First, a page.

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Source: Slattum PW, Swerdlow RH, Massey Hill A. Alzheimer’s Disease. In: DiPiro JT, Talbert RL, Yee GC, Matzke GR, Wells BG, Posey LM, eds. Pharmacotherapy: A Pathophysiologic Approach. 8th ed. http://www.accesspharmacy.com/content.aspx?aid=7984697. Accessed May 25, 2012.

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  • Progressive dementia leading to loss of cognitive, analytical, and physical functioning

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  • Unknown

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  • Intracellular neurofibrillary tangles, extracellular neuritic plaques, degeneration of neurons and synapses, cortical atrophy
  • β-Amyloid protein aggregation leading to plaque formation, hyperphosphorylation of tau protein, inflammatory processes, vasculature injury, depletion of neurotrophin and neurotransmitters
  • Loss of cholinergic activity and serotonergic neurons
  • Increased activity of monoamine oxidase type B
  • Abnormal glutamate pathways of cortex and limbic structures.

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  • Affects approximately 5.3 million Americans.
  • Number of patients is projected to be 13.2 million by 2050.
  • Most cases present in persons over age 65 years, but 5% occur in younger persons.

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  • Hypertension
  • Elevated LDL cholesterol
  • Low HDL cholesterol
  • Diabetes mellitus

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Symptoms

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  • Cognitive
    • Memory loss
    • Aphasia
    • Apraxia
    • Agnosia
    • Disorientation
    • Impaired executive function
  • Noncognitive
    • Depression
    • Hallucinations/delusions
    • Behavioral disturbances (aggression, hyperactivity, uncooperativeness, wandering)
  • Functional: Inability to care for self
  • Stages:
    • Mild (Mini-Mental Status Examination [MMSE] score 26–18):
      • Difficulty remembering recent events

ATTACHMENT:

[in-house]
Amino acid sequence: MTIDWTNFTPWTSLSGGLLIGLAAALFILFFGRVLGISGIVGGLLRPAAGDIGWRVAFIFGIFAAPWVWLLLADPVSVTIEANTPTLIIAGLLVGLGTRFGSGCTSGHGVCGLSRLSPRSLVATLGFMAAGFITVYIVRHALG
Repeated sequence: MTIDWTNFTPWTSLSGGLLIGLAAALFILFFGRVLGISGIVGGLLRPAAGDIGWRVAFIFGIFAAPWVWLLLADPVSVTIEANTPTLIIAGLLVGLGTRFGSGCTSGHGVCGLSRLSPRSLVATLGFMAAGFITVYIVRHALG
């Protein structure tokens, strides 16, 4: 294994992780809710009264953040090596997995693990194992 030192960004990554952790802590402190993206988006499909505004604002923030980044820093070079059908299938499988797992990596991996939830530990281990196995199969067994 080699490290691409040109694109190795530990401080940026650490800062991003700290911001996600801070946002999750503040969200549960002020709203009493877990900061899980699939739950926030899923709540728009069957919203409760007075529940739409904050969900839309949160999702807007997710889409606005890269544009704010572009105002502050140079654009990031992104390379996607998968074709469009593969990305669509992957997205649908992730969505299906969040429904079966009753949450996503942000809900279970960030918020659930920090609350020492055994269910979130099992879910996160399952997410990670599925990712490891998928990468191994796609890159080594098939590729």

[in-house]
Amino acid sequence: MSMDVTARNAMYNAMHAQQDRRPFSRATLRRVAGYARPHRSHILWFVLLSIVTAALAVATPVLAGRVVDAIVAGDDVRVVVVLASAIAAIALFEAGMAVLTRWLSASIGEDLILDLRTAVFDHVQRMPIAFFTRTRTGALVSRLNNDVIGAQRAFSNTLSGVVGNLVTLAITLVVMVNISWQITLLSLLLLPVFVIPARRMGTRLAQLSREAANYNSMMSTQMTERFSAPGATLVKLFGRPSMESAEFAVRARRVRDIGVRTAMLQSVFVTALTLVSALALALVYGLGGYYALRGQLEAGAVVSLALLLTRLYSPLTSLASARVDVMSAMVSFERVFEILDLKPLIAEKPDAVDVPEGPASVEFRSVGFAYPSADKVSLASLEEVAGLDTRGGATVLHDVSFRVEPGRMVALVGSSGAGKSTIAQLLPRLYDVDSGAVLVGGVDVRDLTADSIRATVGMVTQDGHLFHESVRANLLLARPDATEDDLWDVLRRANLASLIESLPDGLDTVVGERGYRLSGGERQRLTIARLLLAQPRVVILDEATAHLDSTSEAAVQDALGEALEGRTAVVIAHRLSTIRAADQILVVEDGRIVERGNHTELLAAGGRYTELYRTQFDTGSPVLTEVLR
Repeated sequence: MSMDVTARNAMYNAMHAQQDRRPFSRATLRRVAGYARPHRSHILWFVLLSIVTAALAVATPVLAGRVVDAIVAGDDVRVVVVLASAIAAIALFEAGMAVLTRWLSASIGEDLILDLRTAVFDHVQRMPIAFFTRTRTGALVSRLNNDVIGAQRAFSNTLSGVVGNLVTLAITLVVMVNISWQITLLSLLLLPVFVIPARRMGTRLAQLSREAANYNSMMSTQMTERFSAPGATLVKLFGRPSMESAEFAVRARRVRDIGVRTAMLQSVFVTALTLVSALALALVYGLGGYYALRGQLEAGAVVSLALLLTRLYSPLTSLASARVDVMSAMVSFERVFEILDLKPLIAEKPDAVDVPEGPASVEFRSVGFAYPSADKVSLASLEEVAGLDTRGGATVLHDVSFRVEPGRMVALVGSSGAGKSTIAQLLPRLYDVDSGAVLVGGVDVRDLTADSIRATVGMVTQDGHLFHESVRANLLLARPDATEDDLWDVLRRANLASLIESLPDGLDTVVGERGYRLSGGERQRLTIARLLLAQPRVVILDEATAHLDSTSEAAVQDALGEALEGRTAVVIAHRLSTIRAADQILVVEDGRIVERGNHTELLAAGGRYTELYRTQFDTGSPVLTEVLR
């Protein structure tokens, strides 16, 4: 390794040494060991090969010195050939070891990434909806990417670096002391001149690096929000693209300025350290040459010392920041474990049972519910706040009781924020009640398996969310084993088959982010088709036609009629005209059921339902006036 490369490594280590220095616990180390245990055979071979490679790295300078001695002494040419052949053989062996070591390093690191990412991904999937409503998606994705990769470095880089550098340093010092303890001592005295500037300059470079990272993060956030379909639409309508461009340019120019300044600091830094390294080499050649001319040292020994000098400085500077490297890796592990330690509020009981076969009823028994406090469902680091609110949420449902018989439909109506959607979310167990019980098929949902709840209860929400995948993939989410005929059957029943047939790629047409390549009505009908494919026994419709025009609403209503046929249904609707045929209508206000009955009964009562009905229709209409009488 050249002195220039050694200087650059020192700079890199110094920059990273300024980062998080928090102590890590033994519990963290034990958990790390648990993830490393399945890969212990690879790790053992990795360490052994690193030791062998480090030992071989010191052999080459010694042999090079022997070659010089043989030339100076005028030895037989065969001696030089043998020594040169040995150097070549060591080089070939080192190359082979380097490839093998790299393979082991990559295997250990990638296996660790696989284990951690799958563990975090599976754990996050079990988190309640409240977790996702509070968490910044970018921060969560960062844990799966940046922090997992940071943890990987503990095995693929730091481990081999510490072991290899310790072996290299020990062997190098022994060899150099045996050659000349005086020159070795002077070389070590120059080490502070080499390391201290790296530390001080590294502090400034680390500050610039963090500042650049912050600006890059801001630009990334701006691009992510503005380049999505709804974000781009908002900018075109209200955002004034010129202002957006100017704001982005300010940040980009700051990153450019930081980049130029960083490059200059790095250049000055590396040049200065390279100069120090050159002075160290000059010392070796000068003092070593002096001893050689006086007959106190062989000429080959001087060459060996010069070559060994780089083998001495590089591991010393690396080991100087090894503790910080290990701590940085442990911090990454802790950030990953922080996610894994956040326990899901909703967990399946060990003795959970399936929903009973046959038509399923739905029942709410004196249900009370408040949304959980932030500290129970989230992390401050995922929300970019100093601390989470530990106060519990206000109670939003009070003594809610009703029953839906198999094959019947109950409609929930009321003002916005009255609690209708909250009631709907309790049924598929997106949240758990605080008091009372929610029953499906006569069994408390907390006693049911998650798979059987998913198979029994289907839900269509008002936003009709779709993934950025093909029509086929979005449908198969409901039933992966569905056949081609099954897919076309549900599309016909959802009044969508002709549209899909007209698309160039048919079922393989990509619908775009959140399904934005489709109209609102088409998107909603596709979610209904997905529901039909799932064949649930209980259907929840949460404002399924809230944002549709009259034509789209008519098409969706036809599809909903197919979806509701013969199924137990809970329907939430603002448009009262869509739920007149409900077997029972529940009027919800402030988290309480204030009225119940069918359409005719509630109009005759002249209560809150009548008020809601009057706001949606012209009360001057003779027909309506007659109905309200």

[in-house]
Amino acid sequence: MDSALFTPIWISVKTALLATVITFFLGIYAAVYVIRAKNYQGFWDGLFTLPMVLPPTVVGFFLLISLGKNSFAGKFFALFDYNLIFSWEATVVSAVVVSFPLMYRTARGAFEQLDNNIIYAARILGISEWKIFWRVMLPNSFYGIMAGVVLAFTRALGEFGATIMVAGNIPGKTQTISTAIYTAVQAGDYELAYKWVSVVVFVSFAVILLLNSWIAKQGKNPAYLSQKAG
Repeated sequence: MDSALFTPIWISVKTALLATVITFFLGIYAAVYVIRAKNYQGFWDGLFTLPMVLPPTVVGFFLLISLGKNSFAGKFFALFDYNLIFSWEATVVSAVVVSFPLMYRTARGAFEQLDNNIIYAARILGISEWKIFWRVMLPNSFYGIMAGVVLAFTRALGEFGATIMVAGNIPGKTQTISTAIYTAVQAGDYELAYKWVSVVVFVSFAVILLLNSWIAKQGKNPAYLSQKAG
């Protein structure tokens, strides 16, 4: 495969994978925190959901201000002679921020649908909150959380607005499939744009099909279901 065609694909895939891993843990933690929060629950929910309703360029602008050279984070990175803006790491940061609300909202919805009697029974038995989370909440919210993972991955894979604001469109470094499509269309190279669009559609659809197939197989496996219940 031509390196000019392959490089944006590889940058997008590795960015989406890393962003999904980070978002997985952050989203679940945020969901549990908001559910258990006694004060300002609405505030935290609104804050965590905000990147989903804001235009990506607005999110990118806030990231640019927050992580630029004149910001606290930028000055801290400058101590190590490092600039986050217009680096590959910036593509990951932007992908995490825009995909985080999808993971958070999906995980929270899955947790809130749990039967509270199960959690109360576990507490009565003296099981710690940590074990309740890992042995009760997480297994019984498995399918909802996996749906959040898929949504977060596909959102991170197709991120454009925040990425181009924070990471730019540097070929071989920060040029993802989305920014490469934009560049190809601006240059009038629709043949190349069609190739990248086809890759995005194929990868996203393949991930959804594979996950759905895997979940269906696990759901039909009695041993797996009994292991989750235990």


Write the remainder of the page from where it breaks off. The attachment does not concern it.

• Declining ability to manage finances, prepare food, and perform other household activities
      • May get lost while driving.
      • Begins to withdraw from difficult tasks and give up hobbies.
      • May deny memory problems.
    • Moderate (MMSE score 17–10):
      • Requires assistance with activities of daily living (ADLs).
      • Frequently disoriented to time. Severely impaired recall for recent events.
      • May forget details of past life and names of family and friends.
      • Functioning may fluctuate.
      • Loses ability to drive safely.
      • Generally denies problems.
      • May become suspicious or tearful. Agitation, paranoia, and delusions are common.
    • Severe (MMSE score 9–0):
      • Loses ability to speak, walk, and feed self.
      • Incontinent of urine and feces.
      • Requires constant care.

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Means of Confirmation and Diagnosis

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  • History and physical examination with neurologic and psychiatric exams, standardized rating assessments, functional evaluation, caregiver interview
  • Information about prescription drug use; alcohol/substance use; history of trauma, depression, or head injury
  • Rule out medication use as contributor to symptoms (anticholinergics, sedatives, hypnotics, opioids, antipsychotics, anticonvulsants).
  • Folstein MMSE to help establish history of deficits in two or more areas of cognition and establish a baseline

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Laboratory Tests

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  • Vitamin B12 and folate levels to rule out deficiency
  • Thyroid function tests to rule out hypothyroidism
  • Complete blood count, serum electrolytes, liver function tests

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Imaging

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  • CT or MRI scans may aid diagnosis.

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Differential Diagnosis

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  • Maintain functioning as long as possible.
  • Treat psychiatric and behavioral sequelae.

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  • Managing blood pressure, cholesterol, and blood glucose may prevent worsening dementia.
  • Pharmacotherapy is symptomatic to improve or maintain cognition.

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